“Never again,” says Aaron Trujillo, chief of staff for the Democratic Congressional Campaign Committee. “That’s the message.”
Roughly one year ago, the DCCC — the campaign arm for Democrats in the House of Representatives — revealed that its systems were breached by hackers. The cyberattacks, as it was later reported, were connected to a broader operation that included multiple computer intrusions into the Democratic National Committee, the party’s national organization. Closer to Election Day, it was revealed that there were links between the DCCC breach incident and the GRU, Russia’s premier military intelligence agency. Russian government officials quickly denied that the Kremlin was involved in either incident.
The breach marked the beginning of a larger issue. In August 2016, less than one month after the DCCC hack had been publicly disclosed, a blog written under the moniker of “Guccifer 2.0” began publishing thousands of sensitive, internal DCCC documents. They included internal campaign communications, voter outreach strategy and other information related to multiple, active democratic campaign races for seats in the House.
The leaks had an immediate impact as some Republican campaign strategists took material provided by Guccifer 2.0 and began using it to attack rival campaigns.
“It was like I was standing out there naked,” Annette Taddeo, a Democratic candidate who lost her primary race in South Florida shortly after the documents were leaked, told the New York Times in December. “I just can’t describe it any other way.”
“Our entire internal strategy plan was made public, and suddenly all this material was out there and could be used against me,” Taddeo said.
Meanwhile, back at DCCC headquarters in Washington, D.C., staffers were left demanding answers. They wondered how it had all happened. Anger, confusion, distress and anxiety filled a room of experienced professionals. Just a few floors away in the same building, the same scene played out in the DNC’s own headquarters.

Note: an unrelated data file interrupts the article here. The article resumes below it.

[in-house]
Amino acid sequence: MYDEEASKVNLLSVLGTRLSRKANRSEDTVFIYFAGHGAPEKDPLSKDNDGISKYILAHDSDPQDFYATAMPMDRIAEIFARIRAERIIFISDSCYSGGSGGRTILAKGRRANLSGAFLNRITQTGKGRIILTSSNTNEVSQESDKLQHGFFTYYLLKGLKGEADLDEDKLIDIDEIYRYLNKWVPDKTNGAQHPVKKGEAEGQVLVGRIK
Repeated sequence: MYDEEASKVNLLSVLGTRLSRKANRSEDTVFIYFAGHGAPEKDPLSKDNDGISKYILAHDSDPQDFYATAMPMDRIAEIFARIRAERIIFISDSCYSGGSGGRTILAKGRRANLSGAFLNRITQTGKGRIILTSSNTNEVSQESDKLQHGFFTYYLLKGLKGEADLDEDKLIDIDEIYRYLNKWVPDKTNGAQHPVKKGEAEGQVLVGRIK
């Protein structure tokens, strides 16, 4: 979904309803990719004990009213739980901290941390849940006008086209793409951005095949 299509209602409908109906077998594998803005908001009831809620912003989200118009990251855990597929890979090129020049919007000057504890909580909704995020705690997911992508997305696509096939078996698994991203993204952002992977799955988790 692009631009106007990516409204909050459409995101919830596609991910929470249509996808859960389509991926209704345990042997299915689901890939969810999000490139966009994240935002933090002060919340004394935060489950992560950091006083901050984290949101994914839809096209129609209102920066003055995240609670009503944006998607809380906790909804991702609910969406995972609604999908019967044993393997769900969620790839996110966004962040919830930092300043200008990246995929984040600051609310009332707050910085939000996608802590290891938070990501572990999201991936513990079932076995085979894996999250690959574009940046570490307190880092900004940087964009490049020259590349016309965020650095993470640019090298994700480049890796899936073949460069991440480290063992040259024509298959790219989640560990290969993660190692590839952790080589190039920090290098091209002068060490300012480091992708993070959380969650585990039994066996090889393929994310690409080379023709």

A new identity
“As you can imagine, we learned a lot,” Trujillo said when talking about the breach’s aftermath. “The way we’re approaching things now, how we’ve prioritized this, it’s completely different from even just 10 months ago.”
Those lessons learned have been funneled into a recently-launched program known as “Shield,” a plan to implement tighter security controls on campaigns; educate staff about security risks and threats; promote the adoption of new cybersecurity technologies; better integrate secure communications between headquarters and campaigns; and create common protocols which campaigns of varying sizes can follow.
In an interview with CyberScoop, Trujillo spoke about Shield, which has already been in use, including in the closely watched special election for Georgia’s 6th Congressional District.
“We can’t do things like we did before,” said Trujillo. “That’s clear to pretty much everyone … 2016 showed how there were vulnerabilities in the way campaigns generate, store and exchange information.”